Deion Sanders walks out of the tunnel for Colorado.
Photo by Keith Birmingham/MediaNews Group/Pasadena Star-News via Getty Images

Deion Sanders Once Tried to Kill Himself, But He Found Hope Through Faith

Deion Sanders has had highs and lows to his storied career in sports, including when he hit rock bottom in 1997.

Deion Sanders' ascension from trash-talking two-sport star to, well, trash-talking Power Five coach has certainly had its ups and downs.

More than two decades ago, "Prime Time" would've never seen himself making Colorado the epicenter of college football or becoming a ratings darling worth millions. Back in 1997, Sanders was fighting his own inner demons, ones that led him to a rock bottom that included a suicide attempt.

How Deion Sanders Nearly Killed Himself

Deion Sanders sits down while playing for the Reds in 1997.

Photo by Mitchell Layton/Getty Images

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In Sanders' autobiography, "Power, Money & Sex: How Success Almost Ruined My Life," published in 1998, he told the story of his suicide attempt.

Sanders was in Cincinnati, where he was playing baseball for the Reds. He had already won two Super Bowls — one with the San Francisco 49ers and one with the Dallas Cowboys — and played in a World Series. For what it's worth, Prime hit .533 and stole five bases in four games for the Atlanta Braves during the 1992 World Series.

Despite success on the gridiron and diamond, and earning millions, Sanders intentionally drove his car off a cliff one day in '97. He was going through a divorce from his first wife, Carolyn Chambers, and lost custody of his first two children he shared with her, Deion Sanders Jr. and Deiondra Sanders.

He survived the drop, which was about 30-40 feet, and walked away without significant injuries.

"I was going through the trials and tribulations of life. I was pretty much running on fumes," he wrote in his book. "I was empty, no peace, no joy. Losing hope with the progression of everything."

It was the wake-up call Sanders needed.

Sanders Is Now Outspoken About Faith and Mental Health

Deion Sanders looks on during a Colorado game.

Photo by Andy Cross/MediaNews Group/The Denver Post via Getty Images

Sanders turned to God after the crash. His agent at the time got him in touch with a pastor from Columbus who helped guide him during that difficult part of his life.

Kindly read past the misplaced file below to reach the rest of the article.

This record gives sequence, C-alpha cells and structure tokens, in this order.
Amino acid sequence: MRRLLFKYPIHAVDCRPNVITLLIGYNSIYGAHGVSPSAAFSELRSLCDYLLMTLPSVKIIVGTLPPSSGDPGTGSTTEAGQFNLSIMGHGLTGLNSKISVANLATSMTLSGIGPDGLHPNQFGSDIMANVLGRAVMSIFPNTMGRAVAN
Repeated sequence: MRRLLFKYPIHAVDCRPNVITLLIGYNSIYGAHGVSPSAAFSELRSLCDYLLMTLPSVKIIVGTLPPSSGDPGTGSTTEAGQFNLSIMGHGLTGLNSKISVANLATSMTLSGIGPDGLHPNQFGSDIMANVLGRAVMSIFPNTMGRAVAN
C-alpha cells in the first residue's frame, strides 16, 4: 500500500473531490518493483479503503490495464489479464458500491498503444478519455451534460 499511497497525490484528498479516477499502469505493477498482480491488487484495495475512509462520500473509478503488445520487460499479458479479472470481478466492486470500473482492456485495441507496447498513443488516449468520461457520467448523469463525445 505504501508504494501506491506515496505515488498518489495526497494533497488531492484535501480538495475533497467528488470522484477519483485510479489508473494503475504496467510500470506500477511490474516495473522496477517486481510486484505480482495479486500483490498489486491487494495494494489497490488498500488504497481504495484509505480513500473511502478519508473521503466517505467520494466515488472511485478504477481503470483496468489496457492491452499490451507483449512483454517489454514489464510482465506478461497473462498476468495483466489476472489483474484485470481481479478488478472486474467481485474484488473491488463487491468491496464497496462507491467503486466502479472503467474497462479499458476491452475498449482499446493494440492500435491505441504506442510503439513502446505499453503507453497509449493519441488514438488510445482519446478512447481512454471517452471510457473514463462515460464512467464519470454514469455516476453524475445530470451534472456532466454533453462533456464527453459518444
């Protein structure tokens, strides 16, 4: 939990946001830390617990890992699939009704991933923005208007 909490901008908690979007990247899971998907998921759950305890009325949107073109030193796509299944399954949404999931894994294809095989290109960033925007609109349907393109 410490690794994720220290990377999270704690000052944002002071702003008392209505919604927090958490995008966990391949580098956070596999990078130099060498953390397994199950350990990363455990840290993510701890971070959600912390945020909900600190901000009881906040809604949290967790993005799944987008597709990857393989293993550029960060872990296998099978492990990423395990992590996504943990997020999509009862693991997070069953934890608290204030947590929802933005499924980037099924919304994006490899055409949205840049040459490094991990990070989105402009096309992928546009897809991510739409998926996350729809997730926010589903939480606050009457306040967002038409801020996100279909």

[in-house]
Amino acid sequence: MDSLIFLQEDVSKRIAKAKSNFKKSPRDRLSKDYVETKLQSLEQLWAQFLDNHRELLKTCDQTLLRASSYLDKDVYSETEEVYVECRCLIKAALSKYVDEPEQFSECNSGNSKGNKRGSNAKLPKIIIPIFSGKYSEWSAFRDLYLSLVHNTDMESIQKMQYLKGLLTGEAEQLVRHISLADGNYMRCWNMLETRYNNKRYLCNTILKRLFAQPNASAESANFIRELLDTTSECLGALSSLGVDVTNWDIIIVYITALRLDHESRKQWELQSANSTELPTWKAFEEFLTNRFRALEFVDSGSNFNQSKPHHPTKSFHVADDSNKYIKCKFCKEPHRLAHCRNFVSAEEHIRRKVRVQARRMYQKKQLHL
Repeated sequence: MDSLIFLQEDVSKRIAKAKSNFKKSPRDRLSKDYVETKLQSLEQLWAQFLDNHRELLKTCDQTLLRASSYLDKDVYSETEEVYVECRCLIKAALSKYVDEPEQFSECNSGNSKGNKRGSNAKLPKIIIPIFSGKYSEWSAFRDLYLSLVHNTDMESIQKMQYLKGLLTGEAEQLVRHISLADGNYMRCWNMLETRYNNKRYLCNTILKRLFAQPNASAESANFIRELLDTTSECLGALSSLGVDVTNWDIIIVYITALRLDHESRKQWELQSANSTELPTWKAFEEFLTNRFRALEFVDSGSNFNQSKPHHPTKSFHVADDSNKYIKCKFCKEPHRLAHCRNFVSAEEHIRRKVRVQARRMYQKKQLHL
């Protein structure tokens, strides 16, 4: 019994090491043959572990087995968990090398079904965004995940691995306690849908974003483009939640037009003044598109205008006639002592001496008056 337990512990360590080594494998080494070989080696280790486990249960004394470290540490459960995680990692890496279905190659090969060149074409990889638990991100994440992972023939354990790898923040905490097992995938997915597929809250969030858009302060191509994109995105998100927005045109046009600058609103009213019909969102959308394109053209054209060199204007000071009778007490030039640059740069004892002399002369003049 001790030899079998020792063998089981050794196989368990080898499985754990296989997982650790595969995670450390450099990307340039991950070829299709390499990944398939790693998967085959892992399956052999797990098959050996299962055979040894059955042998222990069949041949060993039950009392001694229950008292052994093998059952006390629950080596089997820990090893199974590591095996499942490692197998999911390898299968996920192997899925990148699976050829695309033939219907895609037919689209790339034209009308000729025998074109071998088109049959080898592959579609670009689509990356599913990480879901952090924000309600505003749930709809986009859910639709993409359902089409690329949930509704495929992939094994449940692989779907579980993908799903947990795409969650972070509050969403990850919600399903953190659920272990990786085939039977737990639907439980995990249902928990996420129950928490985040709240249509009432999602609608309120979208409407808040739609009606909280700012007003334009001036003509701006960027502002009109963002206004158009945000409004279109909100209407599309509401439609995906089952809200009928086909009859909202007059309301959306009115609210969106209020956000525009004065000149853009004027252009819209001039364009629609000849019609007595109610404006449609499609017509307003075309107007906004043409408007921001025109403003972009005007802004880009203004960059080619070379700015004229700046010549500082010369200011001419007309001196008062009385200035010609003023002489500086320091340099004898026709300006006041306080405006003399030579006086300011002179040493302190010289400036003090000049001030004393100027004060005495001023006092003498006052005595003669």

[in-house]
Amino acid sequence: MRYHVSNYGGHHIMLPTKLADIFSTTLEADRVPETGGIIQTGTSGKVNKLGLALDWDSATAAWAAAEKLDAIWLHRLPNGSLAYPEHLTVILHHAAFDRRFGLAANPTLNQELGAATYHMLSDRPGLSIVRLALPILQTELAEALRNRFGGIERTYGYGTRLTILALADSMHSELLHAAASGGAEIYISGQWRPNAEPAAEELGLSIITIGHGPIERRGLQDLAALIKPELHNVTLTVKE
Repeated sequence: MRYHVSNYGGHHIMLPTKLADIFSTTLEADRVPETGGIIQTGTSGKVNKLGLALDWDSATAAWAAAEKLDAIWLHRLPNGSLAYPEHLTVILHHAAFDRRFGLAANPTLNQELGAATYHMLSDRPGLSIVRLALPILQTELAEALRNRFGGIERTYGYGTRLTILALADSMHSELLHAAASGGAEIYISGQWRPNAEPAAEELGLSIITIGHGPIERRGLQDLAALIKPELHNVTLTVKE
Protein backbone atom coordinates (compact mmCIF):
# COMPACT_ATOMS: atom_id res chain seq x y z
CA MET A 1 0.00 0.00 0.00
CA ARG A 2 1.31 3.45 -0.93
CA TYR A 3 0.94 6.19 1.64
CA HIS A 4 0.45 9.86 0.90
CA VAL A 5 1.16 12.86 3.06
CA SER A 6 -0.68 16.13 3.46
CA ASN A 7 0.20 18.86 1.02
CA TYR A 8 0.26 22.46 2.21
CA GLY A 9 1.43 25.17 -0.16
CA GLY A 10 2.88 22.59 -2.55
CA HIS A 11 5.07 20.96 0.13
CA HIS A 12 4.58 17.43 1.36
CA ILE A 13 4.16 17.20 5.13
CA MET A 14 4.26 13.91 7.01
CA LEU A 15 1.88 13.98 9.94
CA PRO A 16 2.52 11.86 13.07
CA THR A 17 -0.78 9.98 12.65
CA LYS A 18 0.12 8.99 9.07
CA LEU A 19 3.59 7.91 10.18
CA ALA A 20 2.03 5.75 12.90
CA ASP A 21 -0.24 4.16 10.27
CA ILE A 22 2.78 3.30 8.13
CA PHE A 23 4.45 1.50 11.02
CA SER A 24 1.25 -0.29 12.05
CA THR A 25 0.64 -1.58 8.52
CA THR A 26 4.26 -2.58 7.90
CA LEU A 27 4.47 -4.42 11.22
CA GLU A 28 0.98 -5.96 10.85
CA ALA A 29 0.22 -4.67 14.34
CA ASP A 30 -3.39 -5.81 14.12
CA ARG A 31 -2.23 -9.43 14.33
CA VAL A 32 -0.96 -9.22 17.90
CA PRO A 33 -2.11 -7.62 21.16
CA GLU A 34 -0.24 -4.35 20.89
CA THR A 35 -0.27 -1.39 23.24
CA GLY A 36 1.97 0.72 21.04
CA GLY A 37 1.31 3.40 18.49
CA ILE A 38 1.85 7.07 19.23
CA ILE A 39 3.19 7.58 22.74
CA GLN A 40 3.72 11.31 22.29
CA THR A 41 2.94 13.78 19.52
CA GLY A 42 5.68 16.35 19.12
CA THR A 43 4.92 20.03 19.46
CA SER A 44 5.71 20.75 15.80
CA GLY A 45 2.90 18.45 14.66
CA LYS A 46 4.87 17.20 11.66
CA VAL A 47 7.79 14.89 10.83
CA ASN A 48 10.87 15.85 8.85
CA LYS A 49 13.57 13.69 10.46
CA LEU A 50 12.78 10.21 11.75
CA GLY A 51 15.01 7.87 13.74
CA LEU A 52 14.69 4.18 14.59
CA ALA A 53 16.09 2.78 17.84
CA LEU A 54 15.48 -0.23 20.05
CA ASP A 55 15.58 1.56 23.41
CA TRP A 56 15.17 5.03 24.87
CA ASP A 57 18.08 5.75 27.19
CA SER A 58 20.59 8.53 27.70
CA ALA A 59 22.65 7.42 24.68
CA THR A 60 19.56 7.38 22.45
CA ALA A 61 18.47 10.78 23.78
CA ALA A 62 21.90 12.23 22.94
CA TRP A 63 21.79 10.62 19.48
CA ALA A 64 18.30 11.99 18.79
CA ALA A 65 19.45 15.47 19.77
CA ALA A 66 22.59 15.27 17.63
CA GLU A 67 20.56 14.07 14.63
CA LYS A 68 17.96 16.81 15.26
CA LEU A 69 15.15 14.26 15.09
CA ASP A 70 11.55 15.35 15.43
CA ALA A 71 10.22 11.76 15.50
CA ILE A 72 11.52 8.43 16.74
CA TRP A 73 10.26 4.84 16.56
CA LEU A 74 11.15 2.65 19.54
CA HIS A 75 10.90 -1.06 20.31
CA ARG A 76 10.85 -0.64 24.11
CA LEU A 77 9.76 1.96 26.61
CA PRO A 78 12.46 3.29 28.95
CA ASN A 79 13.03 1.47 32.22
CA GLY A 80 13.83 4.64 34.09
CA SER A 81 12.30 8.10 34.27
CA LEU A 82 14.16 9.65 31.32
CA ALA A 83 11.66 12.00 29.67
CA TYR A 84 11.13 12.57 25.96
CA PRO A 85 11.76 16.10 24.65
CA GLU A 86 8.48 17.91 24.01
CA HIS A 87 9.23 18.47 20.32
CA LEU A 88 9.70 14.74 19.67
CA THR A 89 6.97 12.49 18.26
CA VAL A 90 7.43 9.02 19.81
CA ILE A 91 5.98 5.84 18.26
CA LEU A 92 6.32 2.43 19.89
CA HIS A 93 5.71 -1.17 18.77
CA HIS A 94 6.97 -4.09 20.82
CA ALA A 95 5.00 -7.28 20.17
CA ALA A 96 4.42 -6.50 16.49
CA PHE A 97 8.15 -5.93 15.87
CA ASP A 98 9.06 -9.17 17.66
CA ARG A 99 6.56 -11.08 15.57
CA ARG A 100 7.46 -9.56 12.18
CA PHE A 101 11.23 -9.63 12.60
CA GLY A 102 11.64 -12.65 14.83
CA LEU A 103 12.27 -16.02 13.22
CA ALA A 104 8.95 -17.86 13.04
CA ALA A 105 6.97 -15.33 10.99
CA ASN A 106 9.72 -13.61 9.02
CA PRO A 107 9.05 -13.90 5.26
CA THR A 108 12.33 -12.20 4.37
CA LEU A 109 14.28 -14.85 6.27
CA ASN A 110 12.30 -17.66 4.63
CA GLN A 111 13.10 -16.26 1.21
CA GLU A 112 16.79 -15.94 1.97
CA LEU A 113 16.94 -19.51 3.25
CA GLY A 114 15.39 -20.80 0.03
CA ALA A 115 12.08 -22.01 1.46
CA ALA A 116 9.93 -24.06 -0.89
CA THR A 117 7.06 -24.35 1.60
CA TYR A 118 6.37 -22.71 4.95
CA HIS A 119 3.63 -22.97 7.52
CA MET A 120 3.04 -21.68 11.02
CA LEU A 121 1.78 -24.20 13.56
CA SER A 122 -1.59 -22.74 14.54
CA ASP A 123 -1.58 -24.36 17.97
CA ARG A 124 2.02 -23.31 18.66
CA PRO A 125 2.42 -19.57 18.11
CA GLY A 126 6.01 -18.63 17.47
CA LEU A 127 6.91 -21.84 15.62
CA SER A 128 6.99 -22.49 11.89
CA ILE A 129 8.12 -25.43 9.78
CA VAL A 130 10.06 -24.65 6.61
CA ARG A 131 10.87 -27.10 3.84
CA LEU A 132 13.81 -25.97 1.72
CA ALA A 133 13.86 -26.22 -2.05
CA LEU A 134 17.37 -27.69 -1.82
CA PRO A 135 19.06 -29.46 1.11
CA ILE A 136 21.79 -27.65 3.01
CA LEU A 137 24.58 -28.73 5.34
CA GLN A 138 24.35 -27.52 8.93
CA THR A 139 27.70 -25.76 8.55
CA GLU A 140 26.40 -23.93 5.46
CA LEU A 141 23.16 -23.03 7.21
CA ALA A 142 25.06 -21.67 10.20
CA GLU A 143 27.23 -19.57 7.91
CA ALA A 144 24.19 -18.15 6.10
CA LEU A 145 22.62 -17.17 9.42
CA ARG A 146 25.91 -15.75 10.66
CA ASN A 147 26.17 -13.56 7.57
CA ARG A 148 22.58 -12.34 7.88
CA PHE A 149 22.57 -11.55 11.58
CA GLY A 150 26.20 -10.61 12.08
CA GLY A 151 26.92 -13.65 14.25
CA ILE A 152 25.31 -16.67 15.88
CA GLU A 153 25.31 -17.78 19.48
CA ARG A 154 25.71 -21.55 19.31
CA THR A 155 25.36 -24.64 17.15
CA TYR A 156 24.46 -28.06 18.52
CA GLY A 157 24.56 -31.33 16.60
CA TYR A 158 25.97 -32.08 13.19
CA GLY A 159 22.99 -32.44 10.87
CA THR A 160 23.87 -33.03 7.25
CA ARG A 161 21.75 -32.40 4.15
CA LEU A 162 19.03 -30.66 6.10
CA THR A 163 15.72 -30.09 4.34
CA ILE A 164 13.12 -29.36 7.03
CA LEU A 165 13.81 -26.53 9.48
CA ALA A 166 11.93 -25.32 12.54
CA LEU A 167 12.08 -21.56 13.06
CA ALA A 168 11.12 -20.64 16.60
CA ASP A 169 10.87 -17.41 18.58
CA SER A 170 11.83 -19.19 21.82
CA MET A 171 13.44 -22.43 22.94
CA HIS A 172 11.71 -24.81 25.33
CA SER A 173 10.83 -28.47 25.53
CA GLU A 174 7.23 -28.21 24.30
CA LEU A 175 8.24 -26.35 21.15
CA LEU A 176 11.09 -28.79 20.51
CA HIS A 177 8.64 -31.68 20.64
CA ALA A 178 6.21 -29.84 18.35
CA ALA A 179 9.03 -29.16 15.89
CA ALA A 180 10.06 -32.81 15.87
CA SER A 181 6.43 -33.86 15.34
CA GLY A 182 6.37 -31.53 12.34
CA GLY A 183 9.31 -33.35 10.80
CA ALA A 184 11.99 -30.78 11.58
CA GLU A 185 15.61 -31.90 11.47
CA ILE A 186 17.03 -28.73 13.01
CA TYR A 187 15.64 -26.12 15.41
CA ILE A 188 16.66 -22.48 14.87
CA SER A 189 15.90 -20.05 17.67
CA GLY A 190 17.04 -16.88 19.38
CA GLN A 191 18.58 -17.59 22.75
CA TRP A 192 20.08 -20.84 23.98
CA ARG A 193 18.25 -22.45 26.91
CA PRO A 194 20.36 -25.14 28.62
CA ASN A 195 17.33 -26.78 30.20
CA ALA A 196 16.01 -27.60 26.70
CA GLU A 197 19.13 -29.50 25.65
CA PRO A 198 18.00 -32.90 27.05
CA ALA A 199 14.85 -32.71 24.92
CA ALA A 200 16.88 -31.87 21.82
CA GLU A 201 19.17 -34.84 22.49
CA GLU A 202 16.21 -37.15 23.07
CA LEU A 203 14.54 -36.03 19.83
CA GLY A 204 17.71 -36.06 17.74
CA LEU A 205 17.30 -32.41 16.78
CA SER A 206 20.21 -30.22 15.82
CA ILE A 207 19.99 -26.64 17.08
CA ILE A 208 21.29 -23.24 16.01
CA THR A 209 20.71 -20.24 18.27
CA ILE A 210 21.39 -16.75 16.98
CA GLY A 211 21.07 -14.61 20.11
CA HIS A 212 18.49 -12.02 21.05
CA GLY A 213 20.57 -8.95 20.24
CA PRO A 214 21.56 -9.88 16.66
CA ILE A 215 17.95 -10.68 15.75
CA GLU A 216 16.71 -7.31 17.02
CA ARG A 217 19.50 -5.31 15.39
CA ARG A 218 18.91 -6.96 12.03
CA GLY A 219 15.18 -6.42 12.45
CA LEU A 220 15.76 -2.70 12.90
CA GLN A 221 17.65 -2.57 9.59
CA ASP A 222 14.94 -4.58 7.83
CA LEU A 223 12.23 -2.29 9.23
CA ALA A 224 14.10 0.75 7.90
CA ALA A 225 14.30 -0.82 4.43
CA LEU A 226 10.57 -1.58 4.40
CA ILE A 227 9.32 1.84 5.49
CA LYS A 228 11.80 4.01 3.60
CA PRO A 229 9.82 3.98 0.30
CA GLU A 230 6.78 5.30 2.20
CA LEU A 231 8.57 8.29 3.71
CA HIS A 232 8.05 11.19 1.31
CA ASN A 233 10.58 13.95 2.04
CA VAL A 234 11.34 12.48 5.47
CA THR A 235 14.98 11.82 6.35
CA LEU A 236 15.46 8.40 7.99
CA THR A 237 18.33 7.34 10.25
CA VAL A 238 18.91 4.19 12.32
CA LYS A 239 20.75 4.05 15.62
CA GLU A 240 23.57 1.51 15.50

"I gave my life to the Lord in a condo all alone in Cincinnati, Ohio, while I was playing baseball," Sanders recalled in a 2021 appearance on the "I Am Athlete" podcast. "I went through a roller coaster of emotions. I was at the bottom of, to me, what life was."

Sanders is still very much a man of faith. As he navigates a bumpy first season with the Buffaloes, his social media feed on X is filled with Bible verses and mentions of God.

Following Saturday's loss to Oregon State that put Colorado 4-5 on the season, Sanders posted this message on X on Tuesday:

"If u want Love give Love unconditionally. If u lack Patience extend Patience to others unconditionally. If u want to be Blessed be a Blessing to others. Give & it shall be given unto u Luke 6:38. Let's all exercise this principal today. #CoachPrime," he wrote. 

Sanders has also talked about the importance of athletes, especially male athletes, speaking about mental health issues and checking in on each other.

Sanders also notably criticized the NCAA for denying Colorado offensive lineman Tyler Brown immediate eligibility after Brown transferred from Jackson State and cited mental health concerns as the reason to play right away. Brown has taken antidepressants and anxiety medication since he was a teenager, and he said he didn't want to go into a "dark place again" without football.

"Some things just don't make sense," Sanders said. "You say you really care about mental health, but when you have someone really dealing with mental health, there's a problem. Then, ostracizing him and not allowing him to do what he's blessed and gifted to do and the thing that presents him peace, that's trying for a young man."

There's a lot more to Sanders than many fans might realize, and that day in 1997 serves as a reminder that even the most successful athletes on the planet are human like the rest of us.

If you or someone you know is struggling with suicidal thoughts or experiencing a mental health crisis, call or text 988 to reach the Suicide and Crisis Lifeline or chat live at Additionally, you can visit for more support.

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